Presenting and promoting classical music events comes with its own challenges, as we at the List will experience in living color when we launch our unSUNg series next summer. Greg Sandow, one of our favorite bloggers, has landed in the same philosophical vein that we’re embracing, but says it so much better: he believes that every concert should be “an event”, in the sense that organizations and individual performers need to connect with the way their concert makes the audience feel, bringing them unexpected touches that make them happy. This is the best way (and probably the only way) to attract the “non-classically inclined nonattender” (what we’re calling the NCINA), the same listeners that have seemed impossible to reach in the past.
But the indie classical movement is already proving that NCINAs are reachable — with well-documented examples such as Le Poisson Rouge in New York and ensembles here in Los Angeles such as What’s Next? and wildUP LA, presenters are building brand-new audiences by building events in usual spaces, combining the experience with great food and/or drink, encouraging dressed-down casual attire or a hipster vibe, and embracing fearless programming. It’s fusion with many formulas. Many of these elements were made part of the recent debut of Beyond the Stage Productions‘ Carmen at the beginning of this month, and all sorts of artists are exploring the unfathomable possibilities that will help art music evolve as the world’s rapid changes continue. When we’re not jumping into the fray ourselves, we’ll be cheering everyone on from the sidelines.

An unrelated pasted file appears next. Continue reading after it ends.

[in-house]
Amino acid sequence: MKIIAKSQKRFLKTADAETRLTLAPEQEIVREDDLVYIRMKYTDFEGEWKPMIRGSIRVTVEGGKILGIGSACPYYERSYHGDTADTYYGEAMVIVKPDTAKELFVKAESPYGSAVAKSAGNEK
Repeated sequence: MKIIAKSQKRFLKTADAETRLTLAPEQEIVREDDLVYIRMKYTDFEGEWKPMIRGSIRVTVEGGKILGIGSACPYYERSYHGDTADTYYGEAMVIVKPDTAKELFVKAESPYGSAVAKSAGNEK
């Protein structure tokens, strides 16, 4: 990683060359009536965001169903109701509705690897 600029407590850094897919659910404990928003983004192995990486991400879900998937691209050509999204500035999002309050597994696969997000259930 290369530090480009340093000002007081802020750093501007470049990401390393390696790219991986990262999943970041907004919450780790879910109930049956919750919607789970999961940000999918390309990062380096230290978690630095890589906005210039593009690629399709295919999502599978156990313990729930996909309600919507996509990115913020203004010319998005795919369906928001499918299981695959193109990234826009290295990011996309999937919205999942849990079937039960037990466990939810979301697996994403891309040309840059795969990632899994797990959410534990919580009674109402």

Take a look at Sandow’s post — it’s one of the most encouraging discussions of the topic we’ve seen in a while, and the multitude of comments have created quite a lively exploration of these ideas.
Sandow: Greg Sandow on the future of classical music
Concerts as events
If it happens to spark a little presenting fever in you, all the better — we’re accepting proposals for unSUNg now! (Click here for info)